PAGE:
When I was a girl I loved a boy. And I mean The Police kind of love where, “Everything little thing [he did was] magic.” I liked him, not just when he was smart or funny or kind. I liked him when he was sad, I liked him when he was angry. Truth be told though, I didn’t want to sleep with him.
Actually, if you ask my high school dates, I didn’t want to sleep with anybody else either. In hindsight, I was just a late bloomer. At the time, I really wondered if there was something wrong with me, as a woman. Looking back now, I know I DID love him, according to what I now know and believe true love to be. During that time, I was also getting ready to move out into the world after high school and was scared shitless. I intuitively knew the path laid out for me probably would not work for me, but I didn’t know how to get off the path. I was afraid of a major voice in my life that was convinced this guy wasn’t right for me, and that “the path” was. So I doubted the arms of love as a great place to learn and grow as well as my own intuition. I had picked up the cultural idea that being in love meant that you were willing to do anything for the other person. I concluded that I was not “in love” with him. Make a long story short(ish), I told him I loved him but wasn’t “in love” with him. I cried for days because that was an awful experience, but I kept on the path that was laid out for me.
Years later, I met the guy I eventually married and I totally wanted to sleep with him. I felt all crazy about him and assumed that this must be love! During that crazy-about-him time, (all hindsight here, people) I didn’t like him when he was mad and I didn’t like him when he was sad. In fact, any time he did anything or said anything I didn’t like, I metaphorically closed my eyes and garnered up that “in love” feeling, instead of really thinking about our compatibility. Over the years, we grew up a bit. We had children, we worked at the marriage, but it was not to be a forever thing.
What is the divorce rate now, 50%? Second marriages ending in divorce, 67%. Third marriages, 73%? (McKinley Irvin Family Law) I’m not even talking about love relationships outside of marriage, because I have little context for those, but I know plenty of people who have Fallen In Love, then Out a few months later.
So, I really hate the expression, “fall in love.” I wonder why we can’t say, “We felt a spark,” or “We fell in lust,” or something more accurate, at least when you first meet someone. I’m guessing that no one ever got married, or into a relationship, without being hot for the chick or dude, such as the case may be. But it’s just not enough. It says to me, if you can “fall in,” you can also “fall out.”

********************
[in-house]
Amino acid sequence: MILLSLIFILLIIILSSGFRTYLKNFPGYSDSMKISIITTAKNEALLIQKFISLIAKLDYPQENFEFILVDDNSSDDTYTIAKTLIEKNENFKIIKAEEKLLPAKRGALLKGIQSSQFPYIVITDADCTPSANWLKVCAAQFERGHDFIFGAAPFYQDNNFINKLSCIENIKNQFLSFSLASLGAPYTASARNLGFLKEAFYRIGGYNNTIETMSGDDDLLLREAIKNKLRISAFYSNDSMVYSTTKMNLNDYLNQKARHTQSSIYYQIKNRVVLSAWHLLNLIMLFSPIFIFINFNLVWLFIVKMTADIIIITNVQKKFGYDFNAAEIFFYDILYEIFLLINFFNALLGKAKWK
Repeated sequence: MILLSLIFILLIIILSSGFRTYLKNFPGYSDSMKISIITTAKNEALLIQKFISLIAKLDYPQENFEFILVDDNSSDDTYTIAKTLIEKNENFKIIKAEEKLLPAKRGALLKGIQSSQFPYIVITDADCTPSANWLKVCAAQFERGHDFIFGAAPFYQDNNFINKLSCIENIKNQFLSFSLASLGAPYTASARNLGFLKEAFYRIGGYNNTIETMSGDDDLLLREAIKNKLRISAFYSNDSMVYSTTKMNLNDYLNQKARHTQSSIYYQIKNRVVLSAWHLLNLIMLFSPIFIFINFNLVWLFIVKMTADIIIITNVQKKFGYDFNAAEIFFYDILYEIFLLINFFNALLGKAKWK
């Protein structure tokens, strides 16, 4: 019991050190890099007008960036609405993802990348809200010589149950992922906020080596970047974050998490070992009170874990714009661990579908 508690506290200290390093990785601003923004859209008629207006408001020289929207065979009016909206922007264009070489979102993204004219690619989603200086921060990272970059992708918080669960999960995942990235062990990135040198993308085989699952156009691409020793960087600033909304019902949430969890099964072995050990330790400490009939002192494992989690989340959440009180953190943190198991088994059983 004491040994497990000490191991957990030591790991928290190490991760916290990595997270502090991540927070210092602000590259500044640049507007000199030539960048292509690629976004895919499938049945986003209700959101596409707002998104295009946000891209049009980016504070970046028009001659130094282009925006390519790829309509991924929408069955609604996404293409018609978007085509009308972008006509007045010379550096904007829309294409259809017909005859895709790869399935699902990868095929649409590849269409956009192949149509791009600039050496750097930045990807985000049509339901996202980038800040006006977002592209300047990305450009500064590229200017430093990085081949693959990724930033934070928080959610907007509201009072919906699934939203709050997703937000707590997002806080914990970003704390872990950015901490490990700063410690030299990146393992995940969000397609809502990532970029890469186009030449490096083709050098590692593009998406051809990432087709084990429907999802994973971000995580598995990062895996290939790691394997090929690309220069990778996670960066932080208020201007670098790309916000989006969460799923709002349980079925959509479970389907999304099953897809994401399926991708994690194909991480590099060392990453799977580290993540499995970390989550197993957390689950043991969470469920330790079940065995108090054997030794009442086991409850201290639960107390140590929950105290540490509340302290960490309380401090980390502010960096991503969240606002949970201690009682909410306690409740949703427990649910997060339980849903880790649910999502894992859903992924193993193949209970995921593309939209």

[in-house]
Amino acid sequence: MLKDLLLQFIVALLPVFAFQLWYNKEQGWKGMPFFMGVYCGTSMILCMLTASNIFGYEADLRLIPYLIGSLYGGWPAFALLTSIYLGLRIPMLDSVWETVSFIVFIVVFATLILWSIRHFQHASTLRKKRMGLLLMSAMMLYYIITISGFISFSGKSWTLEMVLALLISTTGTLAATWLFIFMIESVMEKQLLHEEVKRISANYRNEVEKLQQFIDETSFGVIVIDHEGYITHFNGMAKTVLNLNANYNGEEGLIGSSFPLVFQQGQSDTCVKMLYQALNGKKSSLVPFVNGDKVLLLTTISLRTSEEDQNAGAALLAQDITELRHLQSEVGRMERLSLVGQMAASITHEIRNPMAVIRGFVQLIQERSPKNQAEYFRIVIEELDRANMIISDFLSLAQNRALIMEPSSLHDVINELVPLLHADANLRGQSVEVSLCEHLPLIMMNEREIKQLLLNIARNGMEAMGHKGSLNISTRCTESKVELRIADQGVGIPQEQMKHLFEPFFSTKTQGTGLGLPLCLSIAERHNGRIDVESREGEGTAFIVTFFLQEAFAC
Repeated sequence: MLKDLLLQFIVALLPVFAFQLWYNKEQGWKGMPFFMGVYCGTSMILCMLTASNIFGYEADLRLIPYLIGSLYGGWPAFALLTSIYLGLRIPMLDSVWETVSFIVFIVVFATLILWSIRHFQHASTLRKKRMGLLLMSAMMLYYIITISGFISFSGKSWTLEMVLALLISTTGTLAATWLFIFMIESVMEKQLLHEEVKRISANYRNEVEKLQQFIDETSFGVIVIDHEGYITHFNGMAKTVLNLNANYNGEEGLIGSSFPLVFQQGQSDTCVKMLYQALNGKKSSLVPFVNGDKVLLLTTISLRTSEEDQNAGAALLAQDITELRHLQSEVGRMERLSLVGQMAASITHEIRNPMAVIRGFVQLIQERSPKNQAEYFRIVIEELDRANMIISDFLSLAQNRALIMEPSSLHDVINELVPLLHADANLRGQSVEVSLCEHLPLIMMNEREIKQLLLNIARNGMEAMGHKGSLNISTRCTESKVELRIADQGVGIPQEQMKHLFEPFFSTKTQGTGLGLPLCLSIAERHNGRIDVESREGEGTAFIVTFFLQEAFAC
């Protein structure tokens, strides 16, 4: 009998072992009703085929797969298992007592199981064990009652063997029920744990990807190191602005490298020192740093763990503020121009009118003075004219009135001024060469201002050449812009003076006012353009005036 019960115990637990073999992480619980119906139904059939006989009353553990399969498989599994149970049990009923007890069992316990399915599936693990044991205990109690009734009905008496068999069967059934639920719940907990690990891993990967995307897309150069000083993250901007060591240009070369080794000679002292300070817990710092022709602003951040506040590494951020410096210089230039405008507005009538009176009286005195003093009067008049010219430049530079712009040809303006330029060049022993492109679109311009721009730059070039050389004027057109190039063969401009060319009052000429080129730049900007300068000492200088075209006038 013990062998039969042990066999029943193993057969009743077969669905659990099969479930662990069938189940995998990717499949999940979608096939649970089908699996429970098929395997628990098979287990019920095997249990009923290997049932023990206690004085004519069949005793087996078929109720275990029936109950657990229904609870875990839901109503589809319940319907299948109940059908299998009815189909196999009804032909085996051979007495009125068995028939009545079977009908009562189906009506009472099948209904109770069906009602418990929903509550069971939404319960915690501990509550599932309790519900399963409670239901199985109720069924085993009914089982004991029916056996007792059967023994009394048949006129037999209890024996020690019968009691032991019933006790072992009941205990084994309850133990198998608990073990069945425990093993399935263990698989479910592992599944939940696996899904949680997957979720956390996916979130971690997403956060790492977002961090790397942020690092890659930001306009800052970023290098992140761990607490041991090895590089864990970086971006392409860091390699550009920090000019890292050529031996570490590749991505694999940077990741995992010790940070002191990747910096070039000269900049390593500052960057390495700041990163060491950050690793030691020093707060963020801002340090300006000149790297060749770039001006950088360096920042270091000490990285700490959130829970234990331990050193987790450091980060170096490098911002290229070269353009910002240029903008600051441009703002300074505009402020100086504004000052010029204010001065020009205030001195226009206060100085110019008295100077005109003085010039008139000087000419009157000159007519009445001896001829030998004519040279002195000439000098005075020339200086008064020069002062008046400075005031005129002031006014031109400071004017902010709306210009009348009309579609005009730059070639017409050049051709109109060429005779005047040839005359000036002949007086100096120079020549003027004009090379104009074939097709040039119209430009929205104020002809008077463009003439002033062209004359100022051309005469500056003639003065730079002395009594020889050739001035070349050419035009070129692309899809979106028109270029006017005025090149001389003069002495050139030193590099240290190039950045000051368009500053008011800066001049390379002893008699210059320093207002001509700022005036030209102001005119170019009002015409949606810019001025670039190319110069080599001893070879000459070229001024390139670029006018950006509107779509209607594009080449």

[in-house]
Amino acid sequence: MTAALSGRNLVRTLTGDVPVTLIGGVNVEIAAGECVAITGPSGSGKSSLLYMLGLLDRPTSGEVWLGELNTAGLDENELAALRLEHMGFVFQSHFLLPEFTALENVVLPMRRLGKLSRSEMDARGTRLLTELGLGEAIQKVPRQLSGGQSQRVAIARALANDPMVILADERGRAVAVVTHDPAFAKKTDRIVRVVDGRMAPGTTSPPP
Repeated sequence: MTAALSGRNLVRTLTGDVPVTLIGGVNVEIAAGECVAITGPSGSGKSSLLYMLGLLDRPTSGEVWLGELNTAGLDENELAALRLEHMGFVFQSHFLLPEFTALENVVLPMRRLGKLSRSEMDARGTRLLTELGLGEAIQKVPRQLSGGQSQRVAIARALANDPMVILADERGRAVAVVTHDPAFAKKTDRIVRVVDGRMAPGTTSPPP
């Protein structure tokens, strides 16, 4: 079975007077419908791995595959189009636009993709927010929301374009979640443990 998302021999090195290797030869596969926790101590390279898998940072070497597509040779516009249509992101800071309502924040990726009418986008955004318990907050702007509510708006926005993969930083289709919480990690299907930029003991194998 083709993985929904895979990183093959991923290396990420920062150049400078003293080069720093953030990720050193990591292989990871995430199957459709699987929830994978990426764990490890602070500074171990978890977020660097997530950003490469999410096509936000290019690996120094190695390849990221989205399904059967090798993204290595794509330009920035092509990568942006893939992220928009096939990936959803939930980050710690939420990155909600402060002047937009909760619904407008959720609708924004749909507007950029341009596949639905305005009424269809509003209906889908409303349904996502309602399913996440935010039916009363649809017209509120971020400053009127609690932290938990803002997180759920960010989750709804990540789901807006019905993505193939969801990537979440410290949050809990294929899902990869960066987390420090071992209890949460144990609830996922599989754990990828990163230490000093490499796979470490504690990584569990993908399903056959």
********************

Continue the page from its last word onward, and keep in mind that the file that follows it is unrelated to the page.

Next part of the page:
IMO, my husband and I didn’t “fall out of love,” with each other. We just didn’t love each other well. We were young, so hadn’t yet mastered the art of loving ourselves well either. I now know that that is step one. If we don’t see our own unique value, and aren’t aware of our own unique bullshit, how can we value and forgive those things in someone else? I always thought my husband and I would figure it out eventually and it was good to be committed for life, since we were slow learners. We didn’t. I am not ashamed of my past or my marital failure. I am grateful for those years. I was privileged to raise three kids full-time and develop more of a self-aware personal identity.
So, once we are loving ourselves properly, then we can love someone else. I’m talking about love as a verb here. Showing kindness, appreciation, deep human to human valuing and connection, physical, emotional, spiritual, and mental. Patience with the bullshit. Acceptance of differences. Honor, protection, trust, perseverance. Love doesn’t stink, it’s just more than feelings. I think we need it all. The emotions and the verbs. That’s the magic I’m talking about. I don’t know if I will ever marry again, but if I find one whose magic I love, and he loves mine? Whose bullshit I see and forgive and vice versa? I may just climb in the poor bastard’s pocket and never leave.
Love Stinks?* No, no!
*J. Geils Band
1 Corinthians 13:4-7 Love is patient, love is kind. It does not envy, it does not boast, it is not proud. It does not dishonor others, it is not self-seeking, it is not easily angered, it keeps no record of wrongs. Love does not delight in evil but rejoices with the truth. It always protects, always trusts, always hopes, always perseveres.